JB: My first instinct was to wince. So many of the cast members seemed to be lying to each other, and Jake had struck me as a genuinely good egg, in a what-you-see-is-what-you-get way. But maybe it was less the white lie that alarmed me than the ease with which he told it?
ED: I actually 100% endorse this white lie. I think Jake and Rae actually may have a future together, and Jake doesn’t want to doom Rae’s relationship with his mom from the jump. Jake told Rae in their first conversation that he and his mom were very close, and his mom’s opinion meant everything to him. Rae finding out his mother’s real opinion would be devastating. You’re stuck with your in-laws for the rest of your life. You want to preserve the peace as long as possible.
I do question Jake’s mother’s taste. It seemed wild she would prefer the chaotic and possessive April over Rae as a partner for her son. I do wonder whether Jake’s mom knows that Jake and April are trying to have a baby and therefore is confused about why he would be seeing this other girl. I, too, am confused by the revelation that April and Jake are seeing other people when they may become parents any second. Speaking of which…
April says that she and Jake have been trying to get pregnant. Does that cast doubt on Jake’s relationship with Rae?
JB: I never really got a handle on the situation there. We know April is in a rush to have kids, and that some kind of fertility issue is involved. I guess the question is whether Jake has fully thought through the implications of forgoing birth control. My impression is that he’s been acquiescing to pressure from April more than actively trying to start a family with her. Which, you know, is still a problem if he has doubts about the relationship!
ED: It certainly makes me question Jake’s judgment. I agree, Judy, he just seems to be going along with what April wants. Even Jake’s mother calls him “impressionable.” It will be a victory if he’s able to end things with April at all.
Let’s unpack the moment when Rae and Zay have some sort of physical altercation off-camera.
ED: Watching Rae with Jake and then Rae with Zay was a fascinating case study in how the same person can behave in completely different ways in two different relationships. Obviously the show is heavily edited, so who knows what Rae is like in real life. But in the scenes we do get, Rae and Jake seem like the happiest, healthiest couple of the group. So it was a surprise when Rae and Zay got back together and quickly fell into a toxic pattern.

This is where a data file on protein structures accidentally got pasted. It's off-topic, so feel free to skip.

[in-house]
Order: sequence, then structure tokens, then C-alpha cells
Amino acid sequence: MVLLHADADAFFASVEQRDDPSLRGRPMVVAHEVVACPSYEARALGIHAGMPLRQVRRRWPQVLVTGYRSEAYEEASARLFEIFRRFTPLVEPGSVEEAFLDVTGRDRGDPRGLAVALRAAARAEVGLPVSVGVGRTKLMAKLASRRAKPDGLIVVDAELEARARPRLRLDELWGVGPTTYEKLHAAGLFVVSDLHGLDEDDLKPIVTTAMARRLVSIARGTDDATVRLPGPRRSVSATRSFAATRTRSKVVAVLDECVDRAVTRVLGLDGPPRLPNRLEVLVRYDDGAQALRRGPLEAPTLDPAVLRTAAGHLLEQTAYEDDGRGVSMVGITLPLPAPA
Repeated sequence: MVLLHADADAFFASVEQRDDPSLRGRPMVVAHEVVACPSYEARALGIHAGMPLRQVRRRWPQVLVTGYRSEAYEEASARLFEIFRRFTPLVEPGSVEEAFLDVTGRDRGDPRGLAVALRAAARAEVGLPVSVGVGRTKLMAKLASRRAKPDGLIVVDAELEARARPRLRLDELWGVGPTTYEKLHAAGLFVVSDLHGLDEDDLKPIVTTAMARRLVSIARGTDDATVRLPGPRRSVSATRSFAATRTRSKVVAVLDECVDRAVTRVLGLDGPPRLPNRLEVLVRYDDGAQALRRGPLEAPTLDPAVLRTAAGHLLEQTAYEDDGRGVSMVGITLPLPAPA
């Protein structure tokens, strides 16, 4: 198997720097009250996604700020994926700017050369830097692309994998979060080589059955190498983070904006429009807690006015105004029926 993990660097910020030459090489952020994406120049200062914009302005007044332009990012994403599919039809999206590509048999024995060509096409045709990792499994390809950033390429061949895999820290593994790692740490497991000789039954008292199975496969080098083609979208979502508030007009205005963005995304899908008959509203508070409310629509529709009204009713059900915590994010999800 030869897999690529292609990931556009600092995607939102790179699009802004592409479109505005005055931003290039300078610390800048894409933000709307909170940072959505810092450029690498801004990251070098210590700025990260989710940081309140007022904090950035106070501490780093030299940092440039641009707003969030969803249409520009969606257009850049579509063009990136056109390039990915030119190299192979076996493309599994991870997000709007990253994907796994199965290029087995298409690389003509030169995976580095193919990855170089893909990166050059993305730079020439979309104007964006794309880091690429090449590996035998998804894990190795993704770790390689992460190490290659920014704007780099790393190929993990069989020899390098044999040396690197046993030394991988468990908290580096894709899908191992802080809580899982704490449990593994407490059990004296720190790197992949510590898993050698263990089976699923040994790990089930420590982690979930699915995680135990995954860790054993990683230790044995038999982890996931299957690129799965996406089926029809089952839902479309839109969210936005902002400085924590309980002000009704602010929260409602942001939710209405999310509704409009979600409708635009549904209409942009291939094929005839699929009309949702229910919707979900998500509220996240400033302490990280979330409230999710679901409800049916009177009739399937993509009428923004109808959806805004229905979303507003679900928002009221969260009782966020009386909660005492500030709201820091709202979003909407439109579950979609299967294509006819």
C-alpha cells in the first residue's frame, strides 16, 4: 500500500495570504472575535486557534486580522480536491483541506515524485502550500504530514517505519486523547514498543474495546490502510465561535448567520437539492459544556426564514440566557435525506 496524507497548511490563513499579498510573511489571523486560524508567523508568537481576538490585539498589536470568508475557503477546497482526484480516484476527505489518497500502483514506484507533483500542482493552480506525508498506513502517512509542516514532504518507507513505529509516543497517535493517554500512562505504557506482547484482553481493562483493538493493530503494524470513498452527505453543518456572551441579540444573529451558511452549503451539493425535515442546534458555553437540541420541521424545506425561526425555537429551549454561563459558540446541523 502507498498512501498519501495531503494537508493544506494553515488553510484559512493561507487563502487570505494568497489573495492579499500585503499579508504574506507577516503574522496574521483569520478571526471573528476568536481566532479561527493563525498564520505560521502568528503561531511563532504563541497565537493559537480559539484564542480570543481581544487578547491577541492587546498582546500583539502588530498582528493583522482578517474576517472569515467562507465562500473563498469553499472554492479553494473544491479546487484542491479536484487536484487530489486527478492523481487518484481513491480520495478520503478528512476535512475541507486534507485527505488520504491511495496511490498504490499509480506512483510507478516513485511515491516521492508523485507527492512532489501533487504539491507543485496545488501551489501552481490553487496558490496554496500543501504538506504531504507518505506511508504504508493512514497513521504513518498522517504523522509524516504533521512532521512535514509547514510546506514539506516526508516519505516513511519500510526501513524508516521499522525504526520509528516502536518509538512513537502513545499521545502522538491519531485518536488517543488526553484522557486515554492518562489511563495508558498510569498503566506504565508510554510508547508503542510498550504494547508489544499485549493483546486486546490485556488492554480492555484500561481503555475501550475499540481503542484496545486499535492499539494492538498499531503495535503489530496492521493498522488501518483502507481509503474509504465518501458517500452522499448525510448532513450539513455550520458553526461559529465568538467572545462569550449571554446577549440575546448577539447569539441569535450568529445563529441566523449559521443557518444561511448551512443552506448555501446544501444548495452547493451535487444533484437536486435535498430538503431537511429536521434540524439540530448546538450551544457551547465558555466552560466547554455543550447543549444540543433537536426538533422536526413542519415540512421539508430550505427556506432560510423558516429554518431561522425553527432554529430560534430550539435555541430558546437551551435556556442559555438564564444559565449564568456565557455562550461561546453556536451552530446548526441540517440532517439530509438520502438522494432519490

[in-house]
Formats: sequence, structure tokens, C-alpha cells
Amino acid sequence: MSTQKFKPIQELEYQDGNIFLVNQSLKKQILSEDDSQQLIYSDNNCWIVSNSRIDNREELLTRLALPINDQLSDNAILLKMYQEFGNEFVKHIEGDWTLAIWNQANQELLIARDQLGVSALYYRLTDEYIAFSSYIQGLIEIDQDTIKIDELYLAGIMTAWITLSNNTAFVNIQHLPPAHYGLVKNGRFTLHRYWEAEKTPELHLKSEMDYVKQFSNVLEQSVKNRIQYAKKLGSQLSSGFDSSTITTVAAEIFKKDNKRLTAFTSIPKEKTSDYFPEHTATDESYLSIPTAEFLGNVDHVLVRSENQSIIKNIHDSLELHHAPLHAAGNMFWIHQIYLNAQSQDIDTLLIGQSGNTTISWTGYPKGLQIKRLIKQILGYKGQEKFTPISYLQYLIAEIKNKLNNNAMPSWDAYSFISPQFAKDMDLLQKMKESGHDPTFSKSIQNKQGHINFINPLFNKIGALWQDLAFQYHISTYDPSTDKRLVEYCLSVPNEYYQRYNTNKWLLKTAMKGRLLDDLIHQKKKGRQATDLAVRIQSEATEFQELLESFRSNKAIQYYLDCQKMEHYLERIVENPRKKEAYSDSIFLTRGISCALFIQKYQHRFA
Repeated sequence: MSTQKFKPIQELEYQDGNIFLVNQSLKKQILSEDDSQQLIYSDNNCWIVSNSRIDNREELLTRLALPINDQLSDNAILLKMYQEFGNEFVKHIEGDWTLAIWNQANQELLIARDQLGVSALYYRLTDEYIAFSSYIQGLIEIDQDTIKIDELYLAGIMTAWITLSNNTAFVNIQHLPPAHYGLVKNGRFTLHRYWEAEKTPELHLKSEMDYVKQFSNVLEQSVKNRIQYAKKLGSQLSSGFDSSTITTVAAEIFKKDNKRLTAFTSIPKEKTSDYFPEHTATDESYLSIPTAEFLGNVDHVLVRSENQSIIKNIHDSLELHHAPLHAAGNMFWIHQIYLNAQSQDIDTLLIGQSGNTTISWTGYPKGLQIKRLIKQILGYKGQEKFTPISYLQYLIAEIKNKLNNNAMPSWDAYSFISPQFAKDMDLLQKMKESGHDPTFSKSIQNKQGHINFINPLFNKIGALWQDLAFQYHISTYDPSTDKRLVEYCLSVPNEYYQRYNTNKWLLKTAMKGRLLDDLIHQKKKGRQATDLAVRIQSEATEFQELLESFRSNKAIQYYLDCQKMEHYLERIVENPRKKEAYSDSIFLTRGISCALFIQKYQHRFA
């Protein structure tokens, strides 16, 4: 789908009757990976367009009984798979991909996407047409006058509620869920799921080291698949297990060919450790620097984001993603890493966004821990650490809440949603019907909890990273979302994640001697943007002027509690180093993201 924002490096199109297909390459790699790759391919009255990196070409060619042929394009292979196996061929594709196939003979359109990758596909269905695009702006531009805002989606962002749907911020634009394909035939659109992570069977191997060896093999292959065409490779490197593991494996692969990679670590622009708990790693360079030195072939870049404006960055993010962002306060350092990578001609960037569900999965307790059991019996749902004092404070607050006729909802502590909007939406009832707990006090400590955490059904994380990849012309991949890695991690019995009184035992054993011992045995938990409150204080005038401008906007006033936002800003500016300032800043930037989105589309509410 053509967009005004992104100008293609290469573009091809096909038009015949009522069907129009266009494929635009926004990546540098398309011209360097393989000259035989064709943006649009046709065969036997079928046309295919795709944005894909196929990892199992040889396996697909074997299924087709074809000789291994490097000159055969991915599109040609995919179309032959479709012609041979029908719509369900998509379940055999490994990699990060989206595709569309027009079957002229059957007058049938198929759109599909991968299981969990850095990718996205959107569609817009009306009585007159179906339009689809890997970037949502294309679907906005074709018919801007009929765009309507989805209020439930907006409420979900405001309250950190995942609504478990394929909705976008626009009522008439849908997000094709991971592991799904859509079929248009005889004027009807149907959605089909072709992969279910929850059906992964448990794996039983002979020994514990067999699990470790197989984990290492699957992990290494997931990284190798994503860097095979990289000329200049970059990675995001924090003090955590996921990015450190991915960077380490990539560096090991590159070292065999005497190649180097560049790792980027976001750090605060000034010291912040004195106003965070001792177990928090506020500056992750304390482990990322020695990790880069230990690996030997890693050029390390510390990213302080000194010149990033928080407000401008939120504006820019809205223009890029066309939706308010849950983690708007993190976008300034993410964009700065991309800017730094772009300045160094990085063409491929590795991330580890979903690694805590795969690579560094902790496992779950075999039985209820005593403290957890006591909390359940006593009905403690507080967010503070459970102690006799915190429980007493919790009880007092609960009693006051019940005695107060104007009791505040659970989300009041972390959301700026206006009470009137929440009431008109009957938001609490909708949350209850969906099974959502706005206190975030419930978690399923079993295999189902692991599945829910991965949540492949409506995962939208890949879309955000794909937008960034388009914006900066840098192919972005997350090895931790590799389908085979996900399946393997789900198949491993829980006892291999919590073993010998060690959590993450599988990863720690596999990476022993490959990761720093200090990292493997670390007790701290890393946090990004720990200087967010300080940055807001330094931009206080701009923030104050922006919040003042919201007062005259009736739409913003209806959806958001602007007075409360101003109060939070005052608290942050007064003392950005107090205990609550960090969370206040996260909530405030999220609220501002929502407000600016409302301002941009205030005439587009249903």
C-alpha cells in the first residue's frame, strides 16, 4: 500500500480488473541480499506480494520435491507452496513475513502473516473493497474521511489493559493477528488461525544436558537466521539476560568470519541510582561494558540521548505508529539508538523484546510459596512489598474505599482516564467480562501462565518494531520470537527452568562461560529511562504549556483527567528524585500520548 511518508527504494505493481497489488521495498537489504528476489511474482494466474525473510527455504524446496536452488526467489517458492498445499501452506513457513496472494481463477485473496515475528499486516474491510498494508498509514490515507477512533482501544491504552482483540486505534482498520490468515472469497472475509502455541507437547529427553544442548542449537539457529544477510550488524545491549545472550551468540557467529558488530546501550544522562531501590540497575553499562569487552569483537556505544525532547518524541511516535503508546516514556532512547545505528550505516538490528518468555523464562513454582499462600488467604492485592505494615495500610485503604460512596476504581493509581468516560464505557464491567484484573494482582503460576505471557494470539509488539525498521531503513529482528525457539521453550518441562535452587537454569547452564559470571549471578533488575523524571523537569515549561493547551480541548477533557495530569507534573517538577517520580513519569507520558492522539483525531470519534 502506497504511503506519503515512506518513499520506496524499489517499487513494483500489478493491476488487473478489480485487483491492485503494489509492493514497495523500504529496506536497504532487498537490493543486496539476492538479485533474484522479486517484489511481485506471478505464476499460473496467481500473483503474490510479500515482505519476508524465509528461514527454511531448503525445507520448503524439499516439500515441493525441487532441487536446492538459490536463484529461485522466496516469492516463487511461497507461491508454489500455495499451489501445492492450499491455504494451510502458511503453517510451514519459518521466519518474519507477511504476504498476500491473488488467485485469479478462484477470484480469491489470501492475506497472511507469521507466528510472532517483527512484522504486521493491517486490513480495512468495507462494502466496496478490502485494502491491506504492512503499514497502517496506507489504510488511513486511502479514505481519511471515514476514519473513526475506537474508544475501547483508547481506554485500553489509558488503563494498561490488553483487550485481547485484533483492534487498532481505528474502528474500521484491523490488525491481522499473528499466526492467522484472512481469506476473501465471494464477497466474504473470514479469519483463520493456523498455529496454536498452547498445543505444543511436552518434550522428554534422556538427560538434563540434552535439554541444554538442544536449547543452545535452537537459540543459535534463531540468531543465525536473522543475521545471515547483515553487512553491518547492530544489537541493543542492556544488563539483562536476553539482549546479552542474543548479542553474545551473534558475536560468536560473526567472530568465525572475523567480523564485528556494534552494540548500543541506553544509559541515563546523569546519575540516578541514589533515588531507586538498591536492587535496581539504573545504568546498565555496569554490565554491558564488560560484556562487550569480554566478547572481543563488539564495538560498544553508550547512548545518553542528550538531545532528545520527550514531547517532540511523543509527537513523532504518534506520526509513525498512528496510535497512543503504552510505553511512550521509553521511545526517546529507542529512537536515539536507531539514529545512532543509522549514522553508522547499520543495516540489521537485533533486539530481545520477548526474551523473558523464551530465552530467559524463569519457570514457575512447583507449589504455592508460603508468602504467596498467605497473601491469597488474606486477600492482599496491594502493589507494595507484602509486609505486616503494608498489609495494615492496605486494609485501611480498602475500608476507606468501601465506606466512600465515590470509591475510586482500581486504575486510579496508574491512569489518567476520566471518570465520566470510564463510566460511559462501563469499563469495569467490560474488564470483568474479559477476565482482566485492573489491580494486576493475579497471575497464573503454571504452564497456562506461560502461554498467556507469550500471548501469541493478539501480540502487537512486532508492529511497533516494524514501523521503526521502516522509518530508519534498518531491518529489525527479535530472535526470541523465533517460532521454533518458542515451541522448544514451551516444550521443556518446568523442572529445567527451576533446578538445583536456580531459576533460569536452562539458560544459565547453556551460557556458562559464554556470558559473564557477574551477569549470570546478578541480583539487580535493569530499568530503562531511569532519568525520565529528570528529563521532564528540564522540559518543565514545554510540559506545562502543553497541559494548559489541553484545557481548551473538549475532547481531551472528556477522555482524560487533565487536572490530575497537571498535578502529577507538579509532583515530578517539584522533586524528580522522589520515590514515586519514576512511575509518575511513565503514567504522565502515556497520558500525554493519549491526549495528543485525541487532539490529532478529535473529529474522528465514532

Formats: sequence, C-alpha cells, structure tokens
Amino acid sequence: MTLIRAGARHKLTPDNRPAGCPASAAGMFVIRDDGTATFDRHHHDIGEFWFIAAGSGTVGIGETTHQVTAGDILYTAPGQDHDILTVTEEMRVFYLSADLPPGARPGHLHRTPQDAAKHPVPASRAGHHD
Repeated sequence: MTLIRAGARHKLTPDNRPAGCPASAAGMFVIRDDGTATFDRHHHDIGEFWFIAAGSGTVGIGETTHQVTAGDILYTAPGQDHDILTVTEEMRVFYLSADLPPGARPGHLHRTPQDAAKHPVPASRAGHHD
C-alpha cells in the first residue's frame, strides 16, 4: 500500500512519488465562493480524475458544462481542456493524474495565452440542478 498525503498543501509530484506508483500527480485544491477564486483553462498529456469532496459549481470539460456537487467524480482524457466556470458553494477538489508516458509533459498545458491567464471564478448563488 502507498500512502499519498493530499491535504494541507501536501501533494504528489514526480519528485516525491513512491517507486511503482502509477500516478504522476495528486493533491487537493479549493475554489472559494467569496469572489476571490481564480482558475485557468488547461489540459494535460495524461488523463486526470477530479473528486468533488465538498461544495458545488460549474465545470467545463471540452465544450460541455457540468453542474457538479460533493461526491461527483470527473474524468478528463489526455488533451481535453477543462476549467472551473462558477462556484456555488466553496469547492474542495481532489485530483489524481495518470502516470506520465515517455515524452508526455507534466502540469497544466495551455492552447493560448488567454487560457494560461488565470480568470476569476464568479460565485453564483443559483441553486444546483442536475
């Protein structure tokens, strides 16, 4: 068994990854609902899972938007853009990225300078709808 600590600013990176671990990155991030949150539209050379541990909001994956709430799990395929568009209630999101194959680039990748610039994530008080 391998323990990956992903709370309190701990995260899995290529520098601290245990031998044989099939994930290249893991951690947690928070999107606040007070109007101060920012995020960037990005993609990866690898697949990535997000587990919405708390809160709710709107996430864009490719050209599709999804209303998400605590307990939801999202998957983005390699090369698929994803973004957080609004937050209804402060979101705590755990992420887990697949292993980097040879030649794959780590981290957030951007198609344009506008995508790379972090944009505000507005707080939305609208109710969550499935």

During their fight, Zay gets jealous and frustrated; Rae shuts down emotionally; he stays out all night to punish her; her emotions come flooding out, and she tries to leave; he tries to pull her back into the apartment and she hits him off-camera, either in anger or self defense—we don’t know which.
Toxicity breeds toxicity. That’s not to excuse Rae’s behavior. The show gives her a generous edit, suggesting that her actions were self-defense or at least an aberration. But we just don’t know. I certainly think she made the right choice ending things with Zay.
This was a moment when we needed the hosts to step in and talk to both parties about what happened. I’m not sure Nick and Vanessa are equipped to do that.
JB: That’s a great point. I also found these scenes difficult to watch, to the extent that I think Netflix should’ve provided some framing for it. Was either party drunk or, as seems likely, sleep deprived? Were producers or other crew members goading them to escalate the conflict? Without that context—and without some clarity on the extent of the physical altercation—what may or may not rise to the level of intimate partner violence becomes just more reality-show “drama.”